Healthcare worker infections in a large Wuhan hospital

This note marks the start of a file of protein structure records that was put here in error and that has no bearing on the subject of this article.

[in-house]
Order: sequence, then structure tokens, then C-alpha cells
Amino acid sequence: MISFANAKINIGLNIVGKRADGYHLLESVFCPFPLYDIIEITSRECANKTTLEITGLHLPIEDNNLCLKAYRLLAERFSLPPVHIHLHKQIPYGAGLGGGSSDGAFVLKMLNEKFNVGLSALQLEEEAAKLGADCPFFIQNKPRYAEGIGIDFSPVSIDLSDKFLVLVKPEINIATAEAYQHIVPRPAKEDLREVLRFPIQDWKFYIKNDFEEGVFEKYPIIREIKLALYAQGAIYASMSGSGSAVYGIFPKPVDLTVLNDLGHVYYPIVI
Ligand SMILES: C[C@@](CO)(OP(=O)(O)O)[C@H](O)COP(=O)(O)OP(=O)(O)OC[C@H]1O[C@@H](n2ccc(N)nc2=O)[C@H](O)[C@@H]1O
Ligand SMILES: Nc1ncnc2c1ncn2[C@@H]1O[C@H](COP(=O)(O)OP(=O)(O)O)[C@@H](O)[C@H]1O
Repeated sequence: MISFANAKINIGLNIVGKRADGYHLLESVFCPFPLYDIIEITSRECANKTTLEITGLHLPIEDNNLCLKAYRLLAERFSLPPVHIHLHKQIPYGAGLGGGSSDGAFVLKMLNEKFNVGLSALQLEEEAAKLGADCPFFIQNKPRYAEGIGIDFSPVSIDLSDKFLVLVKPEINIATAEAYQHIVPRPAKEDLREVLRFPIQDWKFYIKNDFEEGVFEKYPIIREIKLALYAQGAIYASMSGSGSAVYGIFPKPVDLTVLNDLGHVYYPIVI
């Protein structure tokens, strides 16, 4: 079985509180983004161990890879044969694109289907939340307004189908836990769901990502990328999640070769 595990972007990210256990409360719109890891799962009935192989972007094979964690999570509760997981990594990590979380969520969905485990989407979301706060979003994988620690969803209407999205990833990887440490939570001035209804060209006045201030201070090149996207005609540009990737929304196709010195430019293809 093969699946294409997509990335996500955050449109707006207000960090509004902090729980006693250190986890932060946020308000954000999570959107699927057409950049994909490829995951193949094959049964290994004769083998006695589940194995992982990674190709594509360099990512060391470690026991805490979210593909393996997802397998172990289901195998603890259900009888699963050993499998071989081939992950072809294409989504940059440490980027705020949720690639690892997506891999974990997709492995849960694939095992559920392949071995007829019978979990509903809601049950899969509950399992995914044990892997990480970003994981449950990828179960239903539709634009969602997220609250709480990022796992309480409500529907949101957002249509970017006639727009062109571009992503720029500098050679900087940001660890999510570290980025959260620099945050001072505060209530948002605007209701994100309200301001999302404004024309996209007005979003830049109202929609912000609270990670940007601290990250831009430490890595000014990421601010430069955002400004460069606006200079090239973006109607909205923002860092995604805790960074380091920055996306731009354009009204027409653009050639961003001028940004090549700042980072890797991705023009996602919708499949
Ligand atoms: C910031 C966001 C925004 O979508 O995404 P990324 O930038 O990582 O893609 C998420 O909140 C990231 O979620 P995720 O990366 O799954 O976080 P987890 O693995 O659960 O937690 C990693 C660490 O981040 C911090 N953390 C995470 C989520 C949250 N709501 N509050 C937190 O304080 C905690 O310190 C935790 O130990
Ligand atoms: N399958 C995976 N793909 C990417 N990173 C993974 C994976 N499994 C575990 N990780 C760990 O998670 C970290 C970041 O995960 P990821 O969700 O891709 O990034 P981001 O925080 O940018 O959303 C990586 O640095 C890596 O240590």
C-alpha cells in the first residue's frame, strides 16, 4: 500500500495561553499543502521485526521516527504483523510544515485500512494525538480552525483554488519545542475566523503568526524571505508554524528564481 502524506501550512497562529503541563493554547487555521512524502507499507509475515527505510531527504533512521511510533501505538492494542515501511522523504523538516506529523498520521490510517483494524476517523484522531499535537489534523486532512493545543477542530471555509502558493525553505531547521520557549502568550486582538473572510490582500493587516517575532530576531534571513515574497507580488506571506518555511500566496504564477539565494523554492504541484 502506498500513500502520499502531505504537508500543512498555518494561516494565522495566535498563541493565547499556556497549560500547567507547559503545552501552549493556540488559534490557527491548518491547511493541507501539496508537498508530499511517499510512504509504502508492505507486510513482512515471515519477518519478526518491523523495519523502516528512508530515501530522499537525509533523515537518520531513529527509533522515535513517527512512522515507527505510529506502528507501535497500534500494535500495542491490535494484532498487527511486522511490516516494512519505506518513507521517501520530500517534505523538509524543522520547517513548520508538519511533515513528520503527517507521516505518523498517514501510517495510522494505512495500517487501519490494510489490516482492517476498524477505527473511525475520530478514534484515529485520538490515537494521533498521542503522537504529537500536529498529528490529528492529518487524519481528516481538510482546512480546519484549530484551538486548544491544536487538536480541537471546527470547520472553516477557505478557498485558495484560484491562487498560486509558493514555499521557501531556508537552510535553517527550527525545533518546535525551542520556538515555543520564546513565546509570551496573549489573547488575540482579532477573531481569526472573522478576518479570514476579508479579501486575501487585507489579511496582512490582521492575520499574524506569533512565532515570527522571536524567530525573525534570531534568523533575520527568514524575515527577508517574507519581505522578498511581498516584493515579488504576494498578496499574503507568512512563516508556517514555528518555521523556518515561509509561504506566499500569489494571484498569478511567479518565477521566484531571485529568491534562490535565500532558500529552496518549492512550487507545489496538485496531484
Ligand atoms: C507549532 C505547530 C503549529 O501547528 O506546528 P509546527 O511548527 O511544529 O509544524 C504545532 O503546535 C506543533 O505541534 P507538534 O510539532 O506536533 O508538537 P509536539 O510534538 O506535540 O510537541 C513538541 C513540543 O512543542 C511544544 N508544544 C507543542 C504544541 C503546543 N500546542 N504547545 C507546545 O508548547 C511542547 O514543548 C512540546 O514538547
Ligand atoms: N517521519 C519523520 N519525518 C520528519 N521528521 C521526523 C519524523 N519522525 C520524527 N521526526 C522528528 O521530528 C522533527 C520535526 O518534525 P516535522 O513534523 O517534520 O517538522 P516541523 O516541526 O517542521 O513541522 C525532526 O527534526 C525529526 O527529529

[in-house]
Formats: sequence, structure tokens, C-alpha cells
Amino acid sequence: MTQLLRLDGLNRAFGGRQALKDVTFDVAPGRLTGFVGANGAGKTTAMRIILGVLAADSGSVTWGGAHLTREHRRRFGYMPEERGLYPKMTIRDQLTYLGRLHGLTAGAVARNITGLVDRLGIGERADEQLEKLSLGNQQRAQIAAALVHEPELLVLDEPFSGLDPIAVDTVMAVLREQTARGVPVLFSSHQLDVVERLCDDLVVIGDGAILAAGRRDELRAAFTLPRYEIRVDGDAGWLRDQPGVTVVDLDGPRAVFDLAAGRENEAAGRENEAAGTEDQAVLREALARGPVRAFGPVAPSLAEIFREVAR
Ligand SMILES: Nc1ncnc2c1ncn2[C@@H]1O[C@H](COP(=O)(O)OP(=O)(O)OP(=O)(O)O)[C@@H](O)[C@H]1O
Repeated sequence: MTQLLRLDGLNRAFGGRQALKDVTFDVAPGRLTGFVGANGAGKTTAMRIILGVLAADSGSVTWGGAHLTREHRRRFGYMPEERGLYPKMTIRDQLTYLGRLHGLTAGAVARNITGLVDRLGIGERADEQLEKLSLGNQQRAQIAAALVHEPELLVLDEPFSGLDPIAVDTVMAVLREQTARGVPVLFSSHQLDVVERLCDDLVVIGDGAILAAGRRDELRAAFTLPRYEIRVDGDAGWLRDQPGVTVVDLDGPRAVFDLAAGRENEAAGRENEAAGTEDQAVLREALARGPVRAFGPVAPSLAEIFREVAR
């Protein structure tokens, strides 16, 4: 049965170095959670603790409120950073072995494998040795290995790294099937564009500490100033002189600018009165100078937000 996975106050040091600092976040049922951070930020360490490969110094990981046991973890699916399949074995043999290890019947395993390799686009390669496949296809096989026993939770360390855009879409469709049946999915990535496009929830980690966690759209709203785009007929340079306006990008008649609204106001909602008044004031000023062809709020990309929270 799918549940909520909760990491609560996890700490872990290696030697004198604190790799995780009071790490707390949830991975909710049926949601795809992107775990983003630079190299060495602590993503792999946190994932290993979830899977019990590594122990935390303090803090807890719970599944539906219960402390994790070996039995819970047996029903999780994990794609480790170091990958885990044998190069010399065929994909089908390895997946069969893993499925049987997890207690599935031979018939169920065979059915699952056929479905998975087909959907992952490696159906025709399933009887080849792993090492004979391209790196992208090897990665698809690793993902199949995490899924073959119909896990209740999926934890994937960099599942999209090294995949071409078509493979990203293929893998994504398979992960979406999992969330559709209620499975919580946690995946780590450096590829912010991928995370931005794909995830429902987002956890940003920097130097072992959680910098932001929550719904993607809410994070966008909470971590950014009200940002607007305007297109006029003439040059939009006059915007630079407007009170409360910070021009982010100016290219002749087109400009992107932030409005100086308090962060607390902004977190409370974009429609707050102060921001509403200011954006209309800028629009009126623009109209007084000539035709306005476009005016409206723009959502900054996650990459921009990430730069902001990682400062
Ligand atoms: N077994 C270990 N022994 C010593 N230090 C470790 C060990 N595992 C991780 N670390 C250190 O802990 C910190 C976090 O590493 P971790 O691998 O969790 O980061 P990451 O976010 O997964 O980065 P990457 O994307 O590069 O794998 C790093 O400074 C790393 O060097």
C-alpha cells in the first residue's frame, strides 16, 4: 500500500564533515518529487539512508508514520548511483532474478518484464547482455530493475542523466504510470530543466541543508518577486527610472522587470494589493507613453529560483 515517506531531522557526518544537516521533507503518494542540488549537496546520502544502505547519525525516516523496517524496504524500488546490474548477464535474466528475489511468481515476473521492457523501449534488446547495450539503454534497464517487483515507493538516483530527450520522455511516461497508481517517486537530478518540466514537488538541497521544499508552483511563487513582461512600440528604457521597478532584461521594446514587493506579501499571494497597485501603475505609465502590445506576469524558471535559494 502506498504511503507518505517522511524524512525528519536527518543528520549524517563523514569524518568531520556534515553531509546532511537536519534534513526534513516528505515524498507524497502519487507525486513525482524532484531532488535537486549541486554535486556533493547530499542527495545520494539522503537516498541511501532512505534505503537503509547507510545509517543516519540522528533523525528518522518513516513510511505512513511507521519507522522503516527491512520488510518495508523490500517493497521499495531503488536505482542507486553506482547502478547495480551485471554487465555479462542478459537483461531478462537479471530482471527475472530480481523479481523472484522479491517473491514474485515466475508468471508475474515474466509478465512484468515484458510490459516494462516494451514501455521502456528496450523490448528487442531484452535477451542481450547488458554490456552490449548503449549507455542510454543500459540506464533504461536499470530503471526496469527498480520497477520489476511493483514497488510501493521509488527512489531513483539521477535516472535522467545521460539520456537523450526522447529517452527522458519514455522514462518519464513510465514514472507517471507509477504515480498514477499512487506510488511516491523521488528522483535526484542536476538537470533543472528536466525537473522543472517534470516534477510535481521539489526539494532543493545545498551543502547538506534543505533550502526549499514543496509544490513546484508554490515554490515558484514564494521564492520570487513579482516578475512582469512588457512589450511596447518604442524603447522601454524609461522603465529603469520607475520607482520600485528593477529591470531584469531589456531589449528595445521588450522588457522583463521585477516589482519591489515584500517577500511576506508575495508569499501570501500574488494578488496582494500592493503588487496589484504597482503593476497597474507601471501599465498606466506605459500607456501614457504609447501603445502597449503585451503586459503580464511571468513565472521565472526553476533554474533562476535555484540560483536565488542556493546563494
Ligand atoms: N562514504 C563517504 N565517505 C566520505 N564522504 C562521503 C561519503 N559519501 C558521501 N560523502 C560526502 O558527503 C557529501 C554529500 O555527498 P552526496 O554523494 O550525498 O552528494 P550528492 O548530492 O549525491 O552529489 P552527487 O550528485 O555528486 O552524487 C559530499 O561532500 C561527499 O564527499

A new study in JAMA Network Open describes healthcare workers in a hospital in Wuhan, China who became infected with SARS-CoV-2 during the initial outbreak there. The data come from a single hospital with more than 7000 beds and the study was a retrospective analysis of the detected cases. Among the workers, 1.1 percent (110 people) were diagnosed and hospitalized with the virus. Out of those 110, one worker eventually died (0.9 percent). Notably, only 15.5 percent of the healthcare workers served in hospital wards that were specifically designated for covid-19 patients. Nurses were most affected (45.8 percent of cases), followed by healthcare assistants (31.9 percent), and physicians (22.3 percent). While it is difficult to determine how accurate the reporting may have been, 63.6 percent of the subjects were determined by investigators to have been exposed to the virus in the general wards and 12.7 percent outside the hospital. A conclusion could not be reached in 17.3 percent of the cases. 36 percent of the infected workers reported transmitting SARS-CoV-2 to friends or family outside the hospital. In addition, the authors screened 335 randomly selected asymptomatic healthcare workers for SARS-CoV-2; among those, fewer than 1% tested positive. This comes in contrast to other studies of asymptomatic persons at high risk of exposure to healthcare settings (including at homeless shelters and maternity wards in the United States) in which a far higher rate of symptom-free disease has been detected via universal screening protocols. The overall proportion of healthcare workers hospitalized with covid-19 at this large Wuhan hospital was higher than infection rates seen in the general population, which may be explained by frequent and high-risk exposures. Unfortunately, little information can be gleaned regarding exposure source as described in the study. The authors do not clearly describe how exposures were determined or vetted. In addition, given what we have learned about the relatively high number of pre-symptomatic or asymptomatic SARS-CoV-2 patients, tracing movements back many days, or more, can prove difficult. On another note, the hospital's decontamination process and PPE protocols were remarkably thorough and included UV and chlorine air disinfection.